Juvenile offenders must not be housed in needlessly restrictive settings. They must never be housed with adult offenders. Their education must continue while in custody.
The judge and a caseworker should continue to oversee their assigned juvenile's placement and progress to adulthood
California's parole system is a failure. Reduction of recidivism should be a goal of parole. Parole should be treated as a time of reintegration into the community, not as a continuation of a person's sentence. Parolees need community reentry programs before release. Paroled prisoners should be eligible for education, drug treatment, psychological treatment, job training, work, and housing. Their persons and homes should not be subject to search without probable cause. Available services should also be recommended to the members of a parolee's family, to help them with the changes caused by the parolee's return.
When hiring advocates to assist prisoners convicted of similar crimes, ex-prisoners with zero recidivism over a ten-year period should be given priority as applicants.
For Prison Conditions:
Private prisons should be illegal
Prison conditions must be humane and sanitary and should include heat, light, exercise, clothing, nutrition, libraries, possessions and personal safety. Prisoners must have access to programs proven to decrease recidivism including psychological, drug-abuse, and medical treatments; sex-addiction recovery programs; condoms; and prescribed medication. Long-term denial of prisoner accessibility to human services and to their prisoner peers must be used only for special cases, a situation that must have regular review.
Prisons should provide the most effective and comprehensive cures for violence and the root causes of incarceration. These curative measures must be nonviolent (for example, counseling, aptitude testing, half-way houses, hospices, retraining, treatment for drug addiction and for clinical conditions, and formal education). Investigations within prisons must be conducted with the minimum of intrusion.
The most violent prisoners should be separated from the least violent prisoners at all times in prisons, including during breaks.
Prison officials must institute and enforce policies that discourage racism, sexism, and homophobia.
The First Amendment rights of prisoners must not be revoked. Prisoners have the right to talk to journalists, write letters, publish their own writings, and become legal experts on their own cases.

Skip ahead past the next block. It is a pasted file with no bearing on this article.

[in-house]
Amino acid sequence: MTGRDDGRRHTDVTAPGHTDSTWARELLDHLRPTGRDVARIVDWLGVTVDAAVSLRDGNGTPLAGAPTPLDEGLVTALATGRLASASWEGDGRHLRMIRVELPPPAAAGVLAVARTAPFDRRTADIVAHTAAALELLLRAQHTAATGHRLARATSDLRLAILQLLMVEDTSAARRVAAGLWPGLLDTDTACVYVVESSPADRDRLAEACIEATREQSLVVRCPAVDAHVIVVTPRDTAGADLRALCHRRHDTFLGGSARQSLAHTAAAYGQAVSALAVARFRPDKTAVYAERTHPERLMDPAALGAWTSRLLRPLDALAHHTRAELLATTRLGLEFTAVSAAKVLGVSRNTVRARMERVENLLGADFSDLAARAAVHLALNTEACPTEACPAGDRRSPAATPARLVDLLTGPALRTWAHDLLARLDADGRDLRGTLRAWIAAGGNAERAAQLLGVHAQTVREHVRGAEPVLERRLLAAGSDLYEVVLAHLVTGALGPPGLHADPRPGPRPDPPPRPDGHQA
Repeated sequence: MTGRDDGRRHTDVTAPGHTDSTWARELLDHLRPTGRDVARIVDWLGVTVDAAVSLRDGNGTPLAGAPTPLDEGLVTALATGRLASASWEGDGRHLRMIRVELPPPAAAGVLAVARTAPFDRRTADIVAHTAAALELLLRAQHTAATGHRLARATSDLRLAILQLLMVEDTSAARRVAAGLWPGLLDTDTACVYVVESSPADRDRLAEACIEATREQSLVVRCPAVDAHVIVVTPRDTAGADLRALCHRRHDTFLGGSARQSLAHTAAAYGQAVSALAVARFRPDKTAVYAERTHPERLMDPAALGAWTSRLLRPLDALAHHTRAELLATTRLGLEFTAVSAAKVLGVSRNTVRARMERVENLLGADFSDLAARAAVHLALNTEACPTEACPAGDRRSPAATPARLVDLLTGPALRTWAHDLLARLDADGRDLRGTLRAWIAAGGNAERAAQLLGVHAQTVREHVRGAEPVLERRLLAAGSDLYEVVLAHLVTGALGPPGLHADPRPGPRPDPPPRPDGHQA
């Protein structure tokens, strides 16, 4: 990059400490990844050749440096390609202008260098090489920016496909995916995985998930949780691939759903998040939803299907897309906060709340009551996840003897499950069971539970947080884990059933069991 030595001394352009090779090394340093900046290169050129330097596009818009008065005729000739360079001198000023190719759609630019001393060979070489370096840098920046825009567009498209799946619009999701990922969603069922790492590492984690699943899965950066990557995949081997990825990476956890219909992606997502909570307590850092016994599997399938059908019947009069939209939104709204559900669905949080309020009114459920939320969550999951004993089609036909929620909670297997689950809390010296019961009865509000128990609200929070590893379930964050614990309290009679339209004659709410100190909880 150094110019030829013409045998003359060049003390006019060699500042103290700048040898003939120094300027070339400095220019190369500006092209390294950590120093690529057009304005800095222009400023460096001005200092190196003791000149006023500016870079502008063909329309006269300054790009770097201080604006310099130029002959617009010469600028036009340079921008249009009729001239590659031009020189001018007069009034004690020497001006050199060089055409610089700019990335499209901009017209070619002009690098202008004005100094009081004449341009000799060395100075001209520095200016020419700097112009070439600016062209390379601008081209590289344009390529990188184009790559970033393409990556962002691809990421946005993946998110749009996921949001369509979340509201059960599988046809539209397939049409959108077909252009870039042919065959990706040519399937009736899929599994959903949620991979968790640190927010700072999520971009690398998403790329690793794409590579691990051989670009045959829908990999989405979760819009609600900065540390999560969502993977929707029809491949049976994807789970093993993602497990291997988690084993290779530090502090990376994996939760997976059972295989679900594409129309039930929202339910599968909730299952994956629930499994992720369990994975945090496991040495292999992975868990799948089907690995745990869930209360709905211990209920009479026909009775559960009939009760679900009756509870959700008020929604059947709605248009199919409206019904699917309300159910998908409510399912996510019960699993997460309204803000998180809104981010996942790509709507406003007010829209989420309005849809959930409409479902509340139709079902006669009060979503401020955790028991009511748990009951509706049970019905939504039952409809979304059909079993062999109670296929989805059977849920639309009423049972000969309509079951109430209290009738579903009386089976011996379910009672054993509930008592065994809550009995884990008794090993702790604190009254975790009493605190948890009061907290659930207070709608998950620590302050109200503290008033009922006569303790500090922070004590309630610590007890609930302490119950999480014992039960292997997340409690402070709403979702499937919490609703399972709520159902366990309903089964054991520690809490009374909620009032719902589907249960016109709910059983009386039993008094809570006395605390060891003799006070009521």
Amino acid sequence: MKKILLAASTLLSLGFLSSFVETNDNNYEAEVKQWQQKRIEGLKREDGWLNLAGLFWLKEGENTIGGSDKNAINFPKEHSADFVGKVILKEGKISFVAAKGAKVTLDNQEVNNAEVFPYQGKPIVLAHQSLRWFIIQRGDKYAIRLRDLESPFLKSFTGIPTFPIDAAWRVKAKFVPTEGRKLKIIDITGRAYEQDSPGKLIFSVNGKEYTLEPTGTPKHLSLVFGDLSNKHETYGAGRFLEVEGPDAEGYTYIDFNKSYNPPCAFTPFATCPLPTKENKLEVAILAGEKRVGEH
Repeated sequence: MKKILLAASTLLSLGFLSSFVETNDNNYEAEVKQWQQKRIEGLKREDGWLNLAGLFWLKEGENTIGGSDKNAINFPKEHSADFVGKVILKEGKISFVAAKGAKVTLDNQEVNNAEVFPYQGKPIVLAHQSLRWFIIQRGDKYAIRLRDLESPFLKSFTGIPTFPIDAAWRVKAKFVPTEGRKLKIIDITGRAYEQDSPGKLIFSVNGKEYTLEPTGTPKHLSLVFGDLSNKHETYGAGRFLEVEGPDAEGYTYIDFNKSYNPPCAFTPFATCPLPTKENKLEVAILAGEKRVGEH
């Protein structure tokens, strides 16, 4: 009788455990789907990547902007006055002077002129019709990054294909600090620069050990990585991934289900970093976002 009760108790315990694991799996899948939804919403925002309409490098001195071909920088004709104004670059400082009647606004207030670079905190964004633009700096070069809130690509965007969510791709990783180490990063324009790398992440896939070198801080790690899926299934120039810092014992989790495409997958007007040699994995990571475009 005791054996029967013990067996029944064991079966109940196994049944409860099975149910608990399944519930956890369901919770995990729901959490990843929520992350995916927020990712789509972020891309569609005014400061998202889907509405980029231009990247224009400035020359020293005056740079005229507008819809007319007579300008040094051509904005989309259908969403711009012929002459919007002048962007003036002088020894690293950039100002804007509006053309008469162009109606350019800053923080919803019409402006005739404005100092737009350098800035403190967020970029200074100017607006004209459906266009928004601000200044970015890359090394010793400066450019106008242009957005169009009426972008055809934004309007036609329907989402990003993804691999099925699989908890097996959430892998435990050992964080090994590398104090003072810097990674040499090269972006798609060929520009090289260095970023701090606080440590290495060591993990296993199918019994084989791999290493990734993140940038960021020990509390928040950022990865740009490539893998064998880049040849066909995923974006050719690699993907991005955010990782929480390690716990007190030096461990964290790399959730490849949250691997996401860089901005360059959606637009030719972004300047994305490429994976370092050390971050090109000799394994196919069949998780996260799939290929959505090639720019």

Encourage all prisoners to obtain a G.E.D. (high school equivalency diploma) and higher education. Inmates who earn a diploma have a recidivism rate of 10%, compared with 60% for other inmates.
Prisons should be community based where possible. Where not, transportation for visitors should be made available. Unless the reason for imprisonment indicates otherwise, parents should have access to their children if it is in the interest of the child.
Prisoners should retain the right to register to vote, and to vote by absentee ballot. They should retain full rights to vote during parole.
For Legislation:
Establish programs to strengthen self-help and community action through neighborhood centers that provide well funded legal aid, alternative dispute-resolution practices, mediated restitution, community team policing, and local crisis /assault care shelters. Community-based neighborhood prisons close to family and friends of the offender but controlled by neighborhoods or the community (not the police or the state) have allowed offender counseling, education, job-training, and reintegration with a low recidivism incidence.
Establish local elected independent civilian law enforcement oversight boards with the power, in cases of suspected illegal law enforcement personnel activity, to make independent investigations, impanel grand juries, appoint special prosecutors, subpoena witnesses and evidence, and if necessary, bind suspects over for trial.
Maximize restrictions on police use of weapons and restraining techniques such as pepper spray, stun belts, tasers, and choke holds.
Abolish the death penalty. [see Violence in Society plank]
Restore judicial discretion in sentencing, as opposed to mandatory sentencing.
Repeal the California Three Strikes law completely.
Freedom on bail must be the right of all defendants charged with non-violent crimes. Mental health and social services should be incorporated in the bail agreement. Laws giving prosecutors the power to deny defendants the right to remain free on bail must be repealed.
Stop forfeiture of the property of unconvicted suspects. It is state piracy, and denial of due process.
A moratorium on prison construction. Saved funds to be used for alternatives to incarceration.
Compensation for jurors should be increased and child care provided for those serving on a jury. Employers should be encouraged to continue paying an employees wages while they serve.
Revise "Jessica's law" to allow released sex offenders to find housing, reduce their homelessness, and educate the public and the sex offender about the medical condition.
Stop reimprisonment of parolees on the basis of technical violations only 

Amended by the GPCA Standing General Assembly, April 25, 2016